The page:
Setting up the 6040UB is best split between color adjustments and image enhancements. The former can be accomplished in the Image menu. There are six picture modes that vary in brightness and color rendering. The best starting point for a Rec.709 calibration is Natural. Cinema and Bright Cinema pump up color a bit to help the projector compete with ambient light. You can also access the full DCI-P3 gamut by selecting Digital Cinema. Dynamic is where you’ll find the maximum output of over 130fL. And B&W Cinema is a great way to watch black-and-white movies with a vintage sepia tone.

To access the RGB controls, choose the Custom mode in the Color Temp sub-menu. Gains and Offsets are available to dial in the white point, though my sample only required minimal adjustment as you’ll see below in the benchmark tests.

Frame Interpolation has three levels plus off to add smoothness to moving images. Level one isn’t too bad for sports but it does add the soap-opera effect to movies and TV shows.

Image Enhancement contains options for 4K Enhancement plus various detail and sharpness settings. They can be a bit daunting and overuse can cause excessive edge enhancement and other artifacts. The best way to experiment is with an option called Image Preset Modes. There are five of these and they add in their tweaks progressively. I found the best setting to be number one. It added a little extra detail and punch without causing any problems.

In the Advanced sub-menu you’ll find five gamma presets plus a curve editor. You also get a color management system with hue, saturation and luminance sliders for all six colors. Here also is Epson’s Super White option. Leaving it off provides the greatest dynamic range but it clips information above white level 235. You’ll get better contrast this way so I chose to leave it alone. There is a lens iris control with 20 steps to further tweak light output. Closing it down increases contrast and even at its smallest aperture, I saw over 30fL peak after calibration. There are three bulb power settings here of which Eco provides the longest lamp life, quietest fan and lowest power consumption. Finally, you can set the auto iris to off, normal or high speed if you want to increase contrast even further.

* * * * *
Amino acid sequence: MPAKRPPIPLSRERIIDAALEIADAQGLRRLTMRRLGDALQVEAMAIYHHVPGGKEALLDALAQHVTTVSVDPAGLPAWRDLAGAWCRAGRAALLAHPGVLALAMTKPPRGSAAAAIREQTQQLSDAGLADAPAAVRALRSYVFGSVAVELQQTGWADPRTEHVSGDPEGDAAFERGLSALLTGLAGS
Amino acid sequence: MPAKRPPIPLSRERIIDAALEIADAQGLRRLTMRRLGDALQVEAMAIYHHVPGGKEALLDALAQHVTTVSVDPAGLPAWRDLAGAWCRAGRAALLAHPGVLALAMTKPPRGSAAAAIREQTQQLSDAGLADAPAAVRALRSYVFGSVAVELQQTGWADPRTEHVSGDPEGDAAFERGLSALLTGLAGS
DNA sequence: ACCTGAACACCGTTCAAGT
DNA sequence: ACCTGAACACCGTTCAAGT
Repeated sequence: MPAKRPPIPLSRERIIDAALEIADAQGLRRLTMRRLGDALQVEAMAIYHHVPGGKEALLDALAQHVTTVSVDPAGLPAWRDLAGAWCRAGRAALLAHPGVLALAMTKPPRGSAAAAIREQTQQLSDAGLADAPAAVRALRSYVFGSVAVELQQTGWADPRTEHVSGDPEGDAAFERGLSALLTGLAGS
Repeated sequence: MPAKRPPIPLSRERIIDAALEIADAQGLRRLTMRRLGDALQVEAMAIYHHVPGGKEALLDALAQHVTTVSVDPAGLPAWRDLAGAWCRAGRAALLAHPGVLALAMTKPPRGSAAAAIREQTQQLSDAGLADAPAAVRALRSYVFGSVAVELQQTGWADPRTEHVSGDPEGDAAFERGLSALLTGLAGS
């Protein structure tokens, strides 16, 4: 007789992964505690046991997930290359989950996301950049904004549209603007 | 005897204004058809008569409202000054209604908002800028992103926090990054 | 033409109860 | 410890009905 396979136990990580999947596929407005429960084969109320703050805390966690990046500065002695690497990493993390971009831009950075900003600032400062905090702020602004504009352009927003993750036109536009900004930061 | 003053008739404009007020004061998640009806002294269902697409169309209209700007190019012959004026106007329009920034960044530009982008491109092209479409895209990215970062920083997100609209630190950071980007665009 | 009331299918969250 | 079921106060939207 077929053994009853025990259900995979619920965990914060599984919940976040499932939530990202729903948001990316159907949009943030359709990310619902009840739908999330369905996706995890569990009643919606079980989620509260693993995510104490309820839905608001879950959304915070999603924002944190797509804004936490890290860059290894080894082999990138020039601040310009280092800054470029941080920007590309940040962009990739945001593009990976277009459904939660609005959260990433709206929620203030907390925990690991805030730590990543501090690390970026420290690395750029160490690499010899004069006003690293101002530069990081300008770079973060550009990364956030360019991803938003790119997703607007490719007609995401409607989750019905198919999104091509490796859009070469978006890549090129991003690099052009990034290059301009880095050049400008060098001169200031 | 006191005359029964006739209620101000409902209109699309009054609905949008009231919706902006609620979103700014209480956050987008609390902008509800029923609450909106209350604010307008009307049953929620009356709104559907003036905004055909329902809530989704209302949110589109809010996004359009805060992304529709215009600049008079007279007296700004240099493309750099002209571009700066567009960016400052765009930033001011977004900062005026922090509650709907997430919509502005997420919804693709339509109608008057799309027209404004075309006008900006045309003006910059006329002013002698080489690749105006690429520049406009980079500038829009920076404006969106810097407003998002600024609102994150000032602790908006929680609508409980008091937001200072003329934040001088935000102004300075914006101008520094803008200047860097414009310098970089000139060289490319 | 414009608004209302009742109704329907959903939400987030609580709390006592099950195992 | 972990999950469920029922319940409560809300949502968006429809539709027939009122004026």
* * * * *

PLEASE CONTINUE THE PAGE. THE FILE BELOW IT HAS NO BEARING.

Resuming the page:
Epson Pro Cinema 6040UB LCD Projector - Signal Menu

You’re unlikely to need any changes to the 3D setup if you’re showing Blu-ray content. The Aspect menu has options for anamorphic lenses and you can set overscan too. In the Advanced menu are HDMI video range and color space settings. Dynamic Range is intended for HDR signals and has four modes available. These are important because each 4K Blu-ray defaults to a particular mode. When I watched Creed, I found it much too dark until I changed it from HDR Mode 1 to Mode 0. This is a function which really should be added to the remote.